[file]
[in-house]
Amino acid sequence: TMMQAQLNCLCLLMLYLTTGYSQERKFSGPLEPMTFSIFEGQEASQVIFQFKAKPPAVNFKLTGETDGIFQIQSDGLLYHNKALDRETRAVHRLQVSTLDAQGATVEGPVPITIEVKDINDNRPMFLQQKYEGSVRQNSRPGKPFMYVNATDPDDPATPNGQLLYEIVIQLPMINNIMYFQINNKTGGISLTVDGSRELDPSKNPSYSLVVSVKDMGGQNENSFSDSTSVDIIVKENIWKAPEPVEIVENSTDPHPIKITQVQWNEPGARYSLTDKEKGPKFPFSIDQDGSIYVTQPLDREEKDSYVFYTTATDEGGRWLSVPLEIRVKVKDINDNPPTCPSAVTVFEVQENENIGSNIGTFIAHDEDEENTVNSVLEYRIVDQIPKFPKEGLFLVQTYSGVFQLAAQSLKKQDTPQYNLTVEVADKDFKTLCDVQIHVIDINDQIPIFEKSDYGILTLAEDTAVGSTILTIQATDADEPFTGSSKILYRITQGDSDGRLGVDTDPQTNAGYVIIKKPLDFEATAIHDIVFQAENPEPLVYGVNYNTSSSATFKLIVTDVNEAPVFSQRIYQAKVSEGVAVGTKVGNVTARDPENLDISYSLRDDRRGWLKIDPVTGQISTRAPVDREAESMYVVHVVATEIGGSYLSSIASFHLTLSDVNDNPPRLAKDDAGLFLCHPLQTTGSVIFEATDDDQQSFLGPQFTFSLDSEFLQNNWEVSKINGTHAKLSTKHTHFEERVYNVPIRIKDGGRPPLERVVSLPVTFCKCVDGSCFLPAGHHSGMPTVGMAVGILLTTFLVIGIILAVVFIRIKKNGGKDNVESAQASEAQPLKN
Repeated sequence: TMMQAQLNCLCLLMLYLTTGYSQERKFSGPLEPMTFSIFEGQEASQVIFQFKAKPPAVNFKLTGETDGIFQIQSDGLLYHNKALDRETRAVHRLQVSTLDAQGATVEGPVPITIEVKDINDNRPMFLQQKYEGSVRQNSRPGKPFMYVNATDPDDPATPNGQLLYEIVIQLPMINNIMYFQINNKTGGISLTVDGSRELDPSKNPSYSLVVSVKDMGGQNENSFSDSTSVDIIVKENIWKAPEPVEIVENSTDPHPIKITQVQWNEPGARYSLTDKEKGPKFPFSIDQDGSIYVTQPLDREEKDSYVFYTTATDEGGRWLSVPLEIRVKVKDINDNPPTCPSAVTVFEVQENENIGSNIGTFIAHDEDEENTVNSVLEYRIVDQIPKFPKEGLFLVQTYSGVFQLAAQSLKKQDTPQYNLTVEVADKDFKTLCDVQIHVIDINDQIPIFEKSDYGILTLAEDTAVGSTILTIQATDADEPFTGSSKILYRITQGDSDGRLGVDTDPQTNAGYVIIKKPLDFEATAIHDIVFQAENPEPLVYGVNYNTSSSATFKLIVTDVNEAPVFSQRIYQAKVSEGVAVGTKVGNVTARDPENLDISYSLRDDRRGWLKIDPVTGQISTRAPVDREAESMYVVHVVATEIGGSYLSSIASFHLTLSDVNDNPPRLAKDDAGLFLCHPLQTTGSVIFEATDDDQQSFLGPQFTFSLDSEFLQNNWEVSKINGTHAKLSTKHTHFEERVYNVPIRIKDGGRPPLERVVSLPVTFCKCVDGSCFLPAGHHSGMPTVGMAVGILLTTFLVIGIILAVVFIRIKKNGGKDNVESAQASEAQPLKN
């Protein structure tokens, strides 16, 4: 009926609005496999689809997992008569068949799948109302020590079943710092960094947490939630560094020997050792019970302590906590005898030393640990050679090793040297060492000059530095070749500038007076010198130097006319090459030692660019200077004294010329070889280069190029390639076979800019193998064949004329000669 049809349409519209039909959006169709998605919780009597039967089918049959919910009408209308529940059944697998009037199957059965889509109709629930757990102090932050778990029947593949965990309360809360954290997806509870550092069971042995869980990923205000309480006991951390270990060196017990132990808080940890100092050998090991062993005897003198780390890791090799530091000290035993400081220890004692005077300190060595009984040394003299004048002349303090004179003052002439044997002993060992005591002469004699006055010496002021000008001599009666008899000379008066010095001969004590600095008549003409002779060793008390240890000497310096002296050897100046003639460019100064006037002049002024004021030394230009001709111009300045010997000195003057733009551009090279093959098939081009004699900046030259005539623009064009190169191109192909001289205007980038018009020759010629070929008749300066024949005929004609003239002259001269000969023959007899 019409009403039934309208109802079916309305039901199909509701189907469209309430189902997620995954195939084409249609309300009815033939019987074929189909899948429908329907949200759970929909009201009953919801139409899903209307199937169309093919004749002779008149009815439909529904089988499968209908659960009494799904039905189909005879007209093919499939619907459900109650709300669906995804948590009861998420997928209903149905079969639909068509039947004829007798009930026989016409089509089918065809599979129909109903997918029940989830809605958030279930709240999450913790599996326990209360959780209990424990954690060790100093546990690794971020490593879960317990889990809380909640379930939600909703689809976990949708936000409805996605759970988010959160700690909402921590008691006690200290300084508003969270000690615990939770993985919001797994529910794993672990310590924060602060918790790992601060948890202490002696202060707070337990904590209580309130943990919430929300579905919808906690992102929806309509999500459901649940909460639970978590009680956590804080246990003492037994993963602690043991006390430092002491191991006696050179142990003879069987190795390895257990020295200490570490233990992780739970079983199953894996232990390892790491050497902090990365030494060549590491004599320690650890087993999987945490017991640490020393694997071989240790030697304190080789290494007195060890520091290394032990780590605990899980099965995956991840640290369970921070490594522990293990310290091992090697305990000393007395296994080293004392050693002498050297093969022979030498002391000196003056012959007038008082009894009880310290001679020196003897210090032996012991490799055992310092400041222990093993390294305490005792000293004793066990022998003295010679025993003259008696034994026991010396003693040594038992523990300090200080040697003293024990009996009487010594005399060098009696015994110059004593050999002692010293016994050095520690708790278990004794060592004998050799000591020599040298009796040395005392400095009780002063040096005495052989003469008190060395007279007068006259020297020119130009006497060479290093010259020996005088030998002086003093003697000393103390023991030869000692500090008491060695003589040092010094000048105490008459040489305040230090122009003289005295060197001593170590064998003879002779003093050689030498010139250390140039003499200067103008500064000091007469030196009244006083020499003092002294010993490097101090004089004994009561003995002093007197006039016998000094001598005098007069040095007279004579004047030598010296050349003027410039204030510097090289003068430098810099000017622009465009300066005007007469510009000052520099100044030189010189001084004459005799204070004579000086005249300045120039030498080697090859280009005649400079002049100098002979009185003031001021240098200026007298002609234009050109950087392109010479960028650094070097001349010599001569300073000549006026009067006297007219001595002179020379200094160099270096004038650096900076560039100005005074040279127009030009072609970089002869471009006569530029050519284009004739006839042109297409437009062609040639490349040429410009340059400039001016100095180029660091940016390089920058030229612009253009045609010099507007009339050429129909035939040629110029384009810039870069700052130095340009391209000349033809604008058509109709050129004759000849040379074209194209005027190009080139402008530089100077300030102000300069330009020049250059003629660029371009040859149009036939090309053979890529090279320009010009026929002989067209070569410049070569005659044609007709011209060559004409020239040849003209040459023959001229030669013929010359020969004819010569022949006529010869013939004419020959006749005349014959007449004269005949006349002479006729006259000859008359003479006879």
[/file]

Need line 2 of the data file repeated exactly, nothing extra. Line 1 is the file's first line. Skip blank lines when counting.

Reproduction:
Amino acid sequence: TMMQAQLNCLCLLMLYLTTGYSQERKFSGPLEPMTFSIFEGQEASQVIFQFKAKPPAVNFKLTGETDGIFQIQSDGLLYHNKALDRETRAVHRLQVSTLDAQGATVEGPVPITIEVKDINDNRPMFLQQKYEGSVRQNSRPGKPFMYVNATDPDDPATPNGQLLYEIVIQLPMINNIMYFQINNKTGGISLTVDGSRELDPSKNPSYSLVVSVKDMGGQNENSFSDSTSVDIIVKENIWKAPEPVEIVENSTDPHPIKITQVQWNEPGARYSLTDKEKGPKFPFSIDQDGSIYVTQPLDREEKDSYVFYTTATDEGGRWLSVPLEIRVKVKDINDNPPTCPSAVTVFEVQENENIGSNIGTFIAHDEDEENTVNSVLEYRIVDQIPKFPKEGLFLVQTYSGVFQLAAQSLKKQDTPQYNLTVEVADKDFKTLCDVQIHVIDINDQIPIFEKSDYGILTLAEDTAVGSTILTIQATDADEPFTGSSKILYRITQGDSDGRLGVDTDPQTNAGYVIIKKPLDFEATAIHDIVFQAENPEPLVYGVNYNTSSSATFKLIVTDVNEAPVFSQRIYQAKVSEGVAVGTKVGNVTARDPENLDISYSLRDDRRGWLKIDPVTGQISTRAPVDREAESMYVVHVVATEIGGSYLSSIASFHLTLSDVNDNPPRLAKDDAGLFLCHPLQTTGSVIFEATDDDQQSFLGPQFTFSLDSEFLQNNWEVSKINGTHAKLSTKHTHFEERVYNVPIRIKDGGRPPLERVVSLPVTFCKCVDGSCFLPAGHHSGMPTVGMAVGILLTTFLVIGIILAVVFIRIKKNGGKDNVESAQASEAQPLKN